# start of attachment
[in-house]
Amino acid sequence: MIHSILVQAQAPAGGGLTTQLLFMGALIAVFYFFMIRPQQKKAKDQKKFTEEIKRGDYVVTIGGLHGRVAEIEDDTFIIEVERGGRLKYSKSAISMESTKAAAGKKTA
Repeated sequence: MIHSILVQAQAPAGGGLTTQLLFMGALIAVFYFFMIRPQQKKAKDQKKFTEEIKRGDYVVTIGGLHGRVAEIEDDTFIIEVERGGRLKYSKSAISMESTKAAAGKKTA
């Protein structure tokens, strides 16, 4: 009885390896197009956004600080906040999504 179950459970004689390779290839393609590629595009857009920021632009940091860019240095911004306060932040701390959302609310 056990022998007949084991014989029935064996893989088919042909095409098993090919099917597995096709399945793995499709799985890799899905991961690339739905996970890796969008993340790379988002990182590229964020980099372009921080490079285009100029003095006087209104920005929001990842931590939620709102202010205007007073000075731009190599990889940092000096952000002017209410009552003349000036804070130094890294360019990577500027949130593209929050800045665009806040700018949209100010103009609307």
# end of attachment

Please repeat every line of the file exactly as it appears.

[in-house]
Amino acid sequence: MIHSILVQAQAPAGGGLTTQLLFMGALIAVFYFFMIRPQQKKAKDQKKFTEEIKRGDYVVTIGGLHGRVAEIEDDTFIIEVERGGRLKYSKSAISMESTKAAAGKKTA
Repeated sequence: MIHSILVQAQAPAGGGLTTQLLFMGALIAVFYFFMIRPQQKKAKDQKKFTEEIKRGDYVVTIGGLHGRVAEIEDDTFIIEVERGGRLKYSKSAISMESTKAAAGKKTA
């Protein structure tokens, strides 16, 4: 009885390896197009956004600080906040999504 179950459970004689390779290839393609590629595009857009920021632009940091860019240095911004306060932040701390959302609310 056990022998007949084991014989029935064996893989088919042909095409098993090919099917597995096709399945793995499709799985890799899905991961690339739905996970890796969008993340790379988002990182590229964020980099372009921080490079285009100029003095006087209104920005929001990842931590939620709102202010205007007073000075731009190599990889940092000096952000002017209410009552003349000036804070130094890294360019990577500027949130593209929050800045665009806040700018949209100010103009609307």